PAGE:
Two attacks on the safety and efficacy of cancer come from Denmark and Germany.
A study by the Department of Oncology of the Rigshospitalet in Copenhagen showed that of 212 patients being treated with etoposide, cisplatin and bleomycin, five developed leukaemia, which translates into a cumulative risk of nearly 5 per cent five to seven years after the start of the treatment. In the study the culprit was thought to be due to the etoposide alone or in combination with the other two drugs.
It was also thought to be dose related, since all five patients had received a cumulative dose of more than 2000 mg/m2 etoposide, whereas no drug caused cancers were found in those who'd received less than that.
The German study, published recently in Der Spiegel magazine, reported the work of Ulrich Abel, who published a small book entitled Cytostatic Therapy of Advanced Epithelial Tumours-A Critique (Hippocrates Verlag, Stuttgart). Abel, a phD in epidemiology, who works in the Heidelberg/Mannheim Tumour Centre, examined virtually all the published literature dealing with chemotherapy, which amounted to several thousand articles. He also wrote to some 350 cancer centres and experts around the world to find any other research that hadn't been published.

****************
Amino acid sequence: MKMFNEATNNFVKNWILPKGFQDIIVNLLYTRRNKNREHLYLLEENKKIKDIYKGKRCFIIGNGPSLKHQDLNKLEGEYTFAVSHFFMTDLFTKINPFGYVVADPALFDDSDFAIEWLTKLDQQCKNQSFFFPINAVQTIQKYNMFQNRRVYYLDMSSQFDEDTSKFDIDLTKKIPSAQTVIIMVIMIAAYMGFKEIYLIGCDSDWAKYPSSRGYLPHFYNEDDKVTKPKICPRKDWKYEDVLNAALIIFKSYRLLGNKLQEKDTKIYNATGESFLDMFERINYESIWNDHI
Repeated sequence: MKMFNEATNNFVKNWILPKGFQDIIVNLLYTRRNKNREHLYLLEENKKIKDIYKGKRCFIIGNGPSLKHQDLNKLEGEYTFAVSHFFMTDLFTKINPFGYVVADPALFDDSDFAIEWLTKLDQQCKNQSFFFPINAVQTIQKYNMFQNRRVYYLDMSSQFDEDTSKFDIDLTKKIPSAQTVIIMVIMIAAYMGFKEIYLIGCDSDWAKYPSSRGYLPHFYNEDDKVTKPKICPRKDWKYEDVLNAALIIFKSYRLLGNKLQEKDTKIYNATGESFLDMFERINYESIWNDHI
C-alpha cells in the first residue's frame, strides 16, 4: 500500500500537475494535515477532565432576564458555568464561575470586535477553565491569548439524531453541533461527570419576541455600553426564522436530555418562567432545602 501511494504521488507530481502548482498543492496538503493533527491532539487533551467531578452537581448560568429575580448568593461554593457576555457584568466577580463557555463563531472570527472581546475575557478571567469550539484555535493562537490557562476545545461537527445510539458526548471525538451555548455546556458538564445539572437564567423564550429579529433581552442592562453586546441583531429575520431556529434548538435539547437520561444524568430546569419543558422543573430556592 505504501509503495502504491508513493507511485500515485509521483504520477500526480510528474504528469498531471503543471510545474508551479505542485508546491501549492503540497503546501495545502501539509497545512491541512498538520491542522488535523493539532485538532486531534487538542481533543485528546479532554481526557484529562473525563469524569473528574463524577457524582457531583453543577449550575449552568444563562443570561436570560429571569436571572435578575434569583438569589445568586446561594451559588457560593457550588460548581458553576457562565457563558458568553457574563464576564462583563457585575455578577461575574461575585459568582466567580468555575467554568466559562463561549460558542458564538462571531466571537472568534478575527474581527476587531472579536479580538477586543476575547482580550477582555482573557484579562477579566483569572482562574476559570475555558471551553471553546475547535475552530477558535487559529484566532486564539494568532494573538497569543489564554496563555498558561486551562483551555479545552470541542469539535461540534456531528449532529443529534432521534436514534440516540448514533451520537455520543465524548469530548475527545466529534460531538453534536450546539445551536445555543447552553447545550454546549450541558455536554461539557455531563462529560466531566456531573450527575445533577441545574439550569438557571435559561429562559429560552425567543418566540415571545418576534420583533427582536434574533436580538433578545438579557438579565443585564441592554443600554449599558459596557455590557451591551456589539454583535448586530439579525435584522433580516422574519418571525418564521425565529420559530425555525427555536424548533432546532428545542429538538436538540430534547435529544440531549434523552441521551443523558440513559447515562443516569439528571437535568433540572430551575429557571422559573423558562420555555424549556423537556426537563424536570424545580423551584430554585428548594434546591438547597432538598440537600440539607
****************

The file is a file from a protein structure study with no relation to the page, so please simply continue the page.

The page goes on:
Abel concluded that the success of most chemotherapies was no less than "appalling", that is, there is no scientific evidence for its ability "to extend in any appreciable way the lives of patients suffering from the most common organic cancer". It also doesn't improve the quality of most patients' lives.
He also termed the chemotherapy used to treat malignancies too advanced for surgery, which constitute about 80 per cent of all cancers every year, a "scientific wasteland".
Not surprisingly, Abel's views have been pounced on by the German cancer establishment.
Abel looks upon chemotherapy as another case in medicine of the emperor's new clothes. It is so entrenched in the minds of doctors and patients that neither is willing to forgo treatment even though there is no evidence that it works.